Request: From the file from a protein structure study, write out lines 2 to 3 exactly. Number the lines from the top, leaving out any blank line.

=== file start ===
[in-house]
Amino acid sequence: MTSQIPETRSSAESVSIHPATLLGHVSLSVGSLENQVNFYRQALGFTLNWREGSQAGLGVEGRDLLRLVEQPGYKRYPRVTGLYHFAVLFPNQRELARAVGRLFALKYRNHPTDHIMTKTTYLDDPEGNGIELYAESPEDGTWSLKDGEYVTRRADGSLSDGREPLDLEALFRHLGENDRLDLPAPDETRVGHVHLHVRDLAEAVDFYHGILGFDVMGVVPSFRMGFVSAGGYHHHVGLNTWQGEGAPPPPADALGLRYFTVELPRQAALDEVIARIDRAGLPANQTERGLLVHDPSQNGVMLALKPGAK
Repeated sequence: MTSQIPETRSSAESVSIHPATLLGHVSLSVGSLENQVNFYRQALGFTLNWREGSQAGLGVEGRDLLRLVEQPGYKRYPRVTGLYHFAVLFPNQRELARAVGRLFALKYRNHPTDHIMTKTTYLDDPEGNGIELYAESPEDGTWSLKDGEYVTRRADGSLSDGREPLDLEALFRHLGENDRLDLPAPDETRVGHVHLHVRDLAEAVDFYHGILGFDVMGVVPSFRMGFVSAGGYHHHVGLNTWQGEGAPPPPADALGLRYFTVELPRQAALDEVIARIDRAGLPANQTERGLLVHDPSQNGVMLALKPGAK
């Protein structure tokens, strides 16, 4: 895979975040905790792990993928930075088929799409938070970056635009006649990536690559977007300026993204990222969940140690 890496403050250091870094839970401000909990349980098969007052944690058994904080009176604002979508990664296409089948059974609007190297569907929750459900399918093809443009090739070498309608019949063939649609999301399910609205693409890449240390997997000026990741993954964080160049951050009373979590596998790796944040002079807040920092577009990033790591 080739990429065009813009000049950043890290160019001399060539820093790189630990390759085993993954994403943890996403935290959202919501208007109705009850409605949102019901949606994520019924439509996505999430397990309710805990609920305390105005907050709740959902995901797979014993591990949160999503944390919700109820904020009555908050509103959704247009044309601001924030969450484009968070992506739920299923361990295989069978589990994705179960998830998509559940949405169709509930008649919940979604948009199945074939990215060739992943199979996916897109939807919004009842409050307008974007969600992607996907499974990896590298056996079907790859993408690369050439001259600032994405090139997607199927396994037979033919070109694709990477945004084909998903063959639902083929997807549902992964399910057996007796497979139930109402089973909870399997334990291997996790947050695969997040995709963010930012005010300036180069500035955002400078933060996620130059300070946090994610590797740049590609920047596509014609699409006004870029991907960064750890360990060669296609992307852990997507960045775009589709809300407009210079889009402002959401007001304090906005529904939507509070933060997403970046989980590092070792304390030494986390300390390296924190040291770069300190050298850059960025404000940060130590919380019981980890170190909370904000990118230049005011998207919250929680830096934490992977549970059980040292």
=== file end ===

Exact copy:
Amino acid sequence: MTSQIPETRSSAESVSIHPATLLGHVSLSVGSLENQVNFYRQALGFTLNWREGSQAGLGVEGRDLLRLVEQPGYKRYPRVTGLYHFAVLFPNQRELARAVGRLFALKYRNHPTDHIMTKTTYLDDPEGNGIELYAESPEDGTWSLKDGEYVTRRADGSLSDGREPLDLEALFRHLGENDRLDLPAPDETRVGHVHLHVRDLAEAVDFYHGILGFDVMGVVPSFRMGFVSAGGYHHHVGLNTWQGEGAPPPPADALGLRYFTVELPRQAALDEVIARIDRAGLPANQTERGLLVHDPSQNGVMLALKPGAK
Repeated sequence: MTSQIPETRSSAESVSIHPATLLGHVSLSVGSLENQVNFYRQALGFTLNWREGSQAGLGVEGRDLLRLVEQPGYKRYPRVTGLYHFAVLFPNQRELARAVGRLFALKYRNHPTDHIMTKTTYLDDPEGNGIELYAESPEDGTWSLKDGEYVTRRADGSLSDGREPLDLEALFRHLGENDRLDLPAPDETRVGHVHLHVRDLAEAVDFYHGILGFDVMGVVPSFRMGFVSAGGYHHHVGLNTWQGEGAPPPPADALGLRYFTVELPRQAALDEVIARIDRAGLPANQTERGLLVHDPSQNGVMLALKPGAK